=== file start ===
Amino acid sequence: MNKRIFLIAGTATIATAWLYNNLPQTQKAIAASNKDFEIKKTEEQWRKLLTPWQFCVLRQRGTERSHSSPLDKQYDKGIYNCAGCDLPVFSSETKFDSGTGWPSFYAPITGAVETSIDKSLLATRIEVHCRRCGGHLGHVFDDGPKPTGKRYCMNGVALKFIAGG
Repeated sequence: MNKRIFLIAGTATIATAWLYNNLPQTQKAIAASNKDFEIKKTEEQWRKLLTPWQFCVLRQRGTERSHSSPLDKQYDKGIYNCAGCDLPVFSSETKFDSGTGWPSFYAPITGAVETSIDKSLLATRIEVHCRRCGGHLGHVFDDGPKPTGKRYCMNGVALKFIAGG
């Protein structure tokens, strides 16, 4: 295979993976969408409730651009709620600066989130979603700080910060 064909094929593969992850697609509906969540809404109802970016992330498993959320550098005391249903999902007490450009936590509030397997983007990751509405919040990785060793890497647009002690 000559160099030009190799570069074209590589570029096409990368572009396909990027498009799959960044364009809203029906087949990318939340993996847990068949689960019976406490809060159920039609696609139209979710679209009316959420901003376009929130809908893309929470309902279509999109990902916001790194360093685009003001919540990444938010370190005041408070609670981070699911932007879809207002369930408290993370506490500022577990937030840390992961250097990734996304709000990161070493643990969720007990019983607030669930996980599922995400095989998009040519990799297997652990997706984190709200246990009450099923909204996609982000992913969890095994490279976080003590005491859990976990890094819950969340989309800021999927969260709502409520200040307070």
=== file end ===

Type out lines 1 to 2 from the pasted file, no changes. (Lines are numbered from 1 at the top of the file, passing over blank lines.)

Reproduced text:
Amino acid sequence: MNKRIFLIAGTATIATAWLYNNLPQTQKAIAASNKDFEIKKTEEQWRKLLTPWQFCVLRQRGTERSHSSPLDKQYDKGIYNCAGCDLPVFSSETKFDSGTGWPSFYAPITGAVETSIDKSLLATRIEVHCRRCGGHLGHVFDDGPKPTGKRYCMNGVALKFIAGG
Repeated sequence: MNKRIFLIAGTATIATAWLYNNLPQTQKAIAASNKDFEIKKTEEQWRKLLTPWQFCVLRQRGTERSHSSPLDKQYDKGIYNCAGCDLPVFSSETKFDSGTGWPSFYAPITGAVETSIDKSLLATRIEVHCRRCGGHLGHVFDDGPKPTGKRYCMNGVALKFIAGG